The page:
If there is a clear growth industry in Illinois and the rest of the country right now it is the one serving senior living. Demand for facilities catering to the potential living and healthcare needs of the senior population for the final 20, 30, or more, years of life is only going to increase as the elder demographic of the country rises.
Where such opportunity exists there is always an attraction for opportunists -- those who seek to make a quick buck without caring too much about the long term. Residents, who may become seen as little more than products, can encourage operators to allow negligence in care. What matters is maximizing profit.
There are laws on the books in Illinois to provide protection against nursing home abuse and neglect. But enforcement depends on the problems being reported so that they can be investigated, so any hurdle to blowing a whistle deserves close scrutiny.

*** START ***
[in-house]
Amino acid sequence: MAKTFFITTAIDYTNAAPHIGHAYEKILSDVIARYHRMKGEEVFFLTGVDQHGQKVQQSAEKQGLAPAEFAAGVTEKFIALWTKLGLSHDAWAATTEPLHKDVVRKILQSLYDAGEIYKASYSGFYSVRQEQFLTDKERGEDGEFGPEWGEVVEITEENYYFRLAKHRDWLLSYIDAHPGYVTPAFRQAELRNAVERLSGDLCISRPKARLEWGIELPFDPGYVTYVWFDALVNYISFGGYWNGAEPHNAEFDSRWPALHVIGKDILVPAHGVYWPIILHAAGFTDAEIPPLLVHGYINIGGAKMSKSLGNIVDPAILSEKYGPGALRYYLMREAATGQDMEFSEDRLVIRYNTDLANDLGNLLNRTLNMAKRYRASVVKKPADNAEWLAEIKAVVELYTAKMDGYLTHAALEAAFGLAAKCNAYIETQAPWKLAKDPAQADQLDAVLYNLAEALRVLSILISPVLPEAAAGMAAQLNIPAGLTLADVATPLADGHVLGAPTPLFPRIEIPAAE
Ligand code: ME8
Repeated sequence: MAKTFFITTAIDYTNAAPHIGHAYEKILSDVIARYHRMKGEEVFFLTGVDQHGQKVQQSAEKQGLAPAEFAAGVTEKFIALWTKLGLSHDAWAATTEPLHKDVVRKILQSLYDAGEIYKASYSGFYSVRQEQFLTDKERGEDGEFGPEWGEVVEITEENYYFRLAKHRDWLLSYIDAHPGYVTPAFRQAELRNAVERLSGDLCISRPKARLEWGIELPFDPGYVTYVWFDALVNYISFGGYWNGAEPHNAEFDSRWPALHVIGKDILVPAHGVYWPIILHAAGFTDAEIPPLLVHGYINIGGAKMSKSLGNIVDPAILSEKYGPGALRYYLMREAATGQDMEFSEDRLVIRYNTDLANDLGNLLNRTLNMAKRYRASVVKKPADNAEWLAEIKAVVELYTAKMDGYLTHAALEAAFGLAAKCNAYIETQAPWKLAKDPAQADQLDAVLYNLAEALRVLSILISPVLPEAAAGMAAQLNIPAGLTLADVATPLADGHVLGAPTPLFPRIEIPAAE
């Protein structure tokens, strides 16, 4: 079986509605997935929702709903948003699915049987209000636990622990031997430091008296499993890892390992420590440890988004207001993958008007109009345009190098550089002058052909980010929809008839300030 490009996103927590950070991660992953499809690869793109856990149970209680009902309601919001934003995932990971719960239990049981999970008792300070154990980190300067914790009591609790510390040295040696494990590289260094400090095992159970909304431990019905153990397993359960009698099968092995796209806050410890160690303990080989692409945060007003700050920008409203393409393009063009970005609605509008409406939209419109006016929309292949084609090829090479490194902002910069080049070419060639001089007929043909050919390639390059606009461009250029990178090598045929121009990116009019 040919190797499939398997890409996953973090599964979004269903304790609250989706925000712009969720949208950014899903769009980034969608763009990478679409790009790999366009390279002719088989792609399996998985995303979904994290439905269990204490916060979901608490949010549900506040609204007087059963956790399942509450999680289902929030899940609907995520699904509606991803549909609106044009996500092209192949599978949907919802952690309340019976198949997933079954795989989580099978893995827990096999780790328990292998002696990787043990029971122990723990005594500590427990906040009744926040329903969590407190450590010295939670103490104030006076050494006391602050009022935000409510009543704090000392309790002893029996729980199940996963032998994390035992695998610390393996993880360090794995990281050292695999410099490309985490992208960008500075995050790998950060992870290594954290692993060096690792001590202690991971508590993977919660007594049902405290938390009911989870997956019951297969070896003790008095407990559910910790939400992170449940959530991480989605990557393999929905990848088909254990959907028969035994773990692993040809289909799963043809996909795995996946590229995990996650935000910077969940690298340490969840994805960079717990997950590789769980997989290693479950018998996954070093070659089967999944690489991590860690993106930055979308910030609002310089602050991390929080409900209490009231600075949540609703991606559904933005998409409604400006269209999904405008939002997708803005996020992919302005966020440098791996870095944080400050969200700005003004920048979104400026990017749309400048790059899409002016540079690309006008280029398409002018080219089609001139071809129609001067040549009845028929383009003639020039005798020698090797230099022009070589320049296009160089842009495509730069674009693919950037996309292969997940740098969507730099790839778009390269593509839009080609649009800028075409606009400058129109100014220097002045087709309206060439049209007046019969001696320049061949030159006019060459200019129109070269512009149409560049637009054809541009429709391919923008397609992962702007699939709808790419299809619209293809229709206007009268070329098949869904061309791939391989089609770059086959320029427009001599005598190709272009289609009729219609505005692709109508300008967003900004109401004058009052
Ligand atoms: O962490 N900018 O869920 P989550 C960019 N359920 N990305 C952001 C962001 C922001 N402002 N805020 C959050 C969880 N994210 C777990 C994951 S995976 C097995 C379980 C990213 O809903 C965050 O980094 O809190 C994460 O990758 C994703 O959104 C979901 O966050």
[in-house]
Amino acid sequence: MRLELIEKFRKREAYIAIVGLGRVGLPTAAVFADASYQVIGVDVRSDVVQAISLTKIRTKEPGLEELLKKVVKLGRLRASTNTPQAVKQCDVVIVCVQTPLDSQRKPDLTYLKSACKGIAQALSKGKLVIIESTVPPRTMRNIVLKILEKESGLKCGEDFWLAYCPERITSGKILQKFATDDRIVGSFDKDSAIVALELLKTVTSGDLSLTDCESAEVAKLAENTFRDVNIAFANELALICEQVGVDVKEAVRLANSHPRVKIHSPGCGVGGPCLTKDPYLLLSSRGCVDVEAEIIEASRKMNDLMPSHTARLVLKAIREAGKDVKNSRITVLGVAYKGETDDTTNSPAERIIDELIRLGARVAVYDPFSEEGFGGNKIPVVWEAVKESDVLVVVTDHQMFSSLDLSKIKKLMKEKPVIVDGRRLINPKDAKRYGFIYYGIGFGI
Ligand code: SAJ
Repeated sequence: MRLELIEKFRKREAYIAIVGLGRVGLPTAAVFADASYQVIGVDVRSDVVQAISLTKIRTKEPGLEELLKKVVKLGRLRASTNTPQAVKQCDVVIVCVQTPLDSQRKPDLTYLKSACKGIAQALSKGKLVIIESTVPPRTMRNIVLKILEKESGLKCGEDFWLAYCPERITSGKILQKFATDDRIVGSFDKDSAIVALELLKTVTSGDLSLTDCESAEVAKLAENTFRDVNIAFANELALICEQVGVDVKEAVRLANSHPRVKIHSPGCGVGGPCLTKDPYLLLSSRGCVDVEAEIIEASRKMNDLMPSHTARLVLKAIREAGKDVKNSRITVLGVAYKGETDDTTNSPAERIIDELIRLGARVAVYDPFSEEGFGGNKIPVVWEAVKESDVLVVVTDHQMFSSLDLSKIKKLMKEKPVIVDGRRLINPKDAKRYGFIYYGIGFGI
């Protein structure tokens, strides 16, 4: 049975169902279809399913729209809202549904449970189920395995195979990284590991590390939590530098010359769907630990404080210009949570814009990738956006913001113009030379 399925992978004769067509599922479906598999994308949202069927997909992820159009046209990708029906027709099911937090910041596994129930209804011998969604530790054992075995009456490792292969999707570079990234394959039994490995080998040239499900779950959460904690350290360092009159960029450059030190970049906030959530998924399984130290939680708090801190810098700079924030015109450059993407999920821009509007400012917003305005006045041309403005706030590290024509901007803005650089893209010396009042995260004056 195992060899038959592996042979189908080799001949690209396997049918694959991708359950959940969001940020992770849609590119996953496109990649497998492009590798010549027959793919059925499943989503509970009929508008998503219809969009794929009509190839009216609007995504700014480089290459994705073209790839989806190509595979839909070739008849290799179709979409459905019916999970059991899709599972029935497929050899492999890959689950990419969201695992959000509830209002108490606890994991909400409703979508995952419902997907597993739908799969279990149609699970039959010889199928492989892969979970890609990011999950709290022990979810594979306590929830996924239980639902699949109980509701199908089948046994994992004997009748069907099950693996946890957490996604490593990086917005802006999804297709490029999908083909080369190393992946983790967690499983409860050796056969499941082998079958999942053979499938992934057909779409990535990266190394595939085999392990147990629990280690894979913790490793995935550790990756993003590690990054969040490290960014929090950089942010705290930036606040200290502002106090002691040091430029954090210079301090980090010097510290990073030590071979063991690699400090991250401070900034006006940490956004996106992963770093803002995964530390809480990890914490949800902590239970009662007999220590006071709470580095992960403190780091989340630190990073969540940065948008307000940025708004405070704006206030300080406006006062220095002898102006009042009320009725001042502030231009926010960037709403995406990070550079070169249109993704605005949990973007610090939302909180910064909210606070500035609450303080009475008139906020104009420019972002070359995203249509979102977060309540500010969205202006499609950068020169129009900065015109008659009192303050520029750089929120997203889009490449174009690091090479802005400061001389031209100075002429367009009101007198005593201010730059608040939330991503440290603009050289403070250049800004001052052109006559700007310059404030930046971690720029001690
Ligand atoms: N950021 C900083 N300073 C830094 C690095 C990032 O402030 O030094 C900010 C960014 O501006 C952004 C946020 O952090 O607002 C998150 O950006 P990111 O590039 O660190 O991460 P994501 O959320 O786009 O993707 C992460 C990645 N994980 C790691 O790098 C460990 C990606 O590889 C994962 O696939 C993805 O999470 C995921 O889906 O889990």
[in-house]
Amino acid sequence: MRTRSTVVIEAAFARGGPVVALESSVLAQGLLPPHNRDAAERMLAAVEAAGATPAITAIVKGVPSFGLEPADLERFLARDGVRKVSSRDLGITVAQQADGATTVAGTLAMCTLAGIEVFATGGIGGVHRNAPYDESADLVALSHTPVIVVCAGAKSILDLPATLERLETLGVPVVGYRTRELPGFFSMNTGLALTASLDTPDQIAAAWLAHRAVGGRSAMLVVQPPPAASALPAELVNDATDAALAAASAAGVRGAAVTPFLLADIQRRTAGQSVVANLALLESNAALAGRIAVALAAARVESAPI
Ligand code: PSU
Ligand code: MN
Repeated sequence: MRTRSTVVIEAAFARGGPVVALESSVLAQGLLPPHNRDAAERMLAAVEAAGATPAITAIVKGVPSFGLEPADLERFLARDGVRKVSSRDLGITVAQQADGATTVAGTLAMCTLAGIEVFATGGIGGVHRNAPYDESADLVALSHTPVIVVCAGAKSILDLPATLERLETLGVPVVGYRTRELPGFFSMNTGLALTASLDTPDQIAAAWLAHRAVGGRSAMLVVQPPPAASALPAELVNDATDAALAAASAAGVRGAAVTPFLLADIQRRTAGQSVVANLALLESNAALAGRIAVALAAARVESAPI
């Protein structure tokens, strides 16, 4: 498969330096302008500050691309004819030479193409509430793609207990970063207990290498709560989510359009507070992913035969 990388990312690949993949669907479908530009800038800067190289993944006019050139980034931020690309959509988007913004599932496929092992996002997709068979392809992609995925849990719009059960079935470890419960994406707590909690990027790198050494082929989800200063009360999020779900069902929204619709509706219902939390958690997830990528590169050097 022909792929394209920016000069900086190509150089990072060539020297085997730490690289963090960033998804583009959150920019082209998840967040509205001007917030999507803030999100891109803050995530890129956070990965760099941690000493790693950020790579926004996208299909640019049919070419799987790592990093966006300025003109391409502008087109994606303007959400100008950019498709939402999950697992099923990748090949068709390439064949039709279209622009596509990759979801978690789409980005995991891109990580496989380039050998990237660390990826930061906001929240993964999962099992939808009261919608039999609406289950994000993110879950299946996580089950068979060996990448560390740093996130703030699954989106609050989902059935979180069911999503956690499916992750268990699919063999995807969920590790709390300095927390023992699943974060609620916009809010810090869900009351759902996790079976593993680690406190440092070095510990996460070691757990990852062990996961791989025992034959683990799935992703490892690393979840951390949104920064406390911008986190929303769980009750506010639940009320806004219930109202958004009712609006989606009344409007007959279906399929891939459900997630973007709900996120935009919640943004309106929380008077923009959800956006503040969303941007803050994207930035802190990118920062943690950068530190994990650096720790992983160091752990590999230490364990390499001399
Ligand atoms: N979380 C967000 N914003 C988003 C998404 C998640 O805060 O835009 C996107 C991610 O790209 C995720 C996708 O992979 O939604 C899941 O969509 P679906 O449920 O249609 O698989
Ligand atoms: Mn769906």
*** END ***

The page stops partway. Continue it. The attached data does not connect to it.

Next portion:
That's the attitude that is being adopted by a number of experts in this particular area when it comes to a measure advancing in the Illinois legislature. It would make it illegal for a person to anonymously bring a complaint against a nursing home by phone. Callers would have to identify themselves.
Proponents of the measure, including groups representing nursing home operators, say it would weed out false complaints that result in unnecessary and expensive investigations. But opponents, including the state's Department on Aging, say any such move puts money ahead of people -- especially vulnerable nursing home residents -- which is the wrong way to go.
As this is written, the bill is still in the works and the governor's office hasn't said whether he will sign it.
What do you think? Is this bill a good idea?